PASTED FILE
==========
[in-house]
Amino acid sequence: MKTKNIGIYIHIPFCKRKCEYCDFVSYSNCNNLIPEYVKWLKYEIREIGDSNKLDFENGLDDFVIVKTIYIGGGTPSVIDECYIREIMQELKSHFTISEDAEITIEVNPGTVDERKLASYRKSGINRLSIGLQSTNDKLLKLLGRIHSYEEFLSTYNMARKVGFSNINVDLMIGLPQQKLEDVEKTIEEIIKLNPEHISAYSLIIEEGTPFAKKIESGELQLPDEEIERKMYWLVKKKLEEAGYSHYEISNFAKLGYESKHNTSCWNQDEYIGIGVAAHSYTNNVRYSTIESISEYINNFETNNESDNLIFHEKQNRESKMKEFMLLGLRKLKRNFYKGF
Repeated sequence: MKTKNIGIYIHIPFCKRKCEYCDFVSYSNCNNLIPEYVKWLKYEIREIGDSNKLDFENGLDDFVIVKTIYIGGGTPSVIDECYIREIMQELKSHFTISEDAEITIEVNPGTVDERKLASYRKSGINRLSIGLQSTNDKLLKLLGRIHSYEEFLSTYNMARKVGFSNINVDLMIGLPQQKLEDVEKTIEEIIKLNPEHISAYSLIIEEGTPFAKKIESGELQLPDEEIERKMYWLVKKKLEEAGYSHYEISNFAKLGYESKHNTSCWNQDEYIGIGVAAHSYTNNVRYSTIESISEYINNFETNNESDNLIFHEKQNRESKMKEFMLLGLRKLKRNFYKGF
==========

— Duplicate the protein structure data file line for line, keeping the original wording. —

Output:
[in-house]
Amino acid sequence: MKTKNIGIYIHIPFCKRKCEYCDFVSYSNCNNLIPEYVKWLKYEIREIGDSNKLDFENGLDDFVIVKTIYIGGGTPSVIDECYIREIMQELKSHFTISEDAEITIEVNPGTVDERKLASYRKSGINRLSIGLQSTNDKLLKLLGRIHSYEEFLSTYNMARKVGFSNINVDLMIGLPQQKLEDVEKTIEEIIKLNPEHISAYSLIIEEGTPFAKKIESGELQLPDEEIERKMYWLVKKKLEEAGYSHYEISNFAKLGYESKHNTSCWNQDEYIGIGVAAHSYTNNVRYSTIESISEYINNFETNNESDNLIFHEKQNRESKMKEFMLLGLRKLKRNFYKGF
Repeated sequence: MKTKNIGIYIHIPFCKRKCEYCDFVSYSNCNNLIPEYVKWLKYEIREIGDSNKLDFENGLDDFVIVKTIYIGGGTPSVIDECYIREIMQELKSHFTISEDAEITIEVNPGTVDERKLASYRKSGINRLSIGLQSTNDKLLKLLGRIHSYEEFLSTYNMARKVGFSNINVDLMIGLPQQKLEDVEKTIEEIIKLNPEHISAYSLIIEEGTPFAKKIESGELQLPDEEIERKMYWLVKKKLEEAGYSHYEISNFAKLGYESKHNTSCWNQDEYIGIGVAAHSYTNNVRYSTIESISEYINNFETNNESDNLIFHEKQNRESKMKEFMLLGLRKLKRNFYKGF